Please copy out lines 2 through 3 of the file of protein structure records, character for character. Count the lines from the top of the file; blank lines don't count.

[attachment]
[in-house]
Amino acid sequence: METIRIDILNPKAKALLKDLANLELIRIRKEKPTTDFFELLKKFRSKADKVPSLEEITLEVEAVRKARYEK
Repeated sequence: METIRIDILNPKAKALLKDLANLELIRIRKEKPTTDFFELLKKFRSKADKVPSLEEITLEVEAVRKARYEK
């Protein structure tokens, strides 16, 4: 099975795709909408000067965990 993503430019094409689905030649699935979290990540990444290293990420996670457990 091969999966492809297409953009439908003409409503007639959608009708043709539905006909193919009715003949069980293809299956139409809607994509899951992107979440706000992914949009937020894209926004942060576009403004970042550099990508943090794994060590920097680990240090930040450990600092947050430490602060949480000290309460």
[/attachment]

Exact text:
Amino acid sequence: METIRIDILNPKAKALLKDLANLELIRIRKEKPTTDFFELLKKFRSKADKVPSLEEITLEVEAVRKARYEK
Repeated sequence: METIRIDILNPKAKALLKDLANLELIRIRKEKPTTDFFELLKKFRSKADKVPSLEEITLEVEAVRKARYEK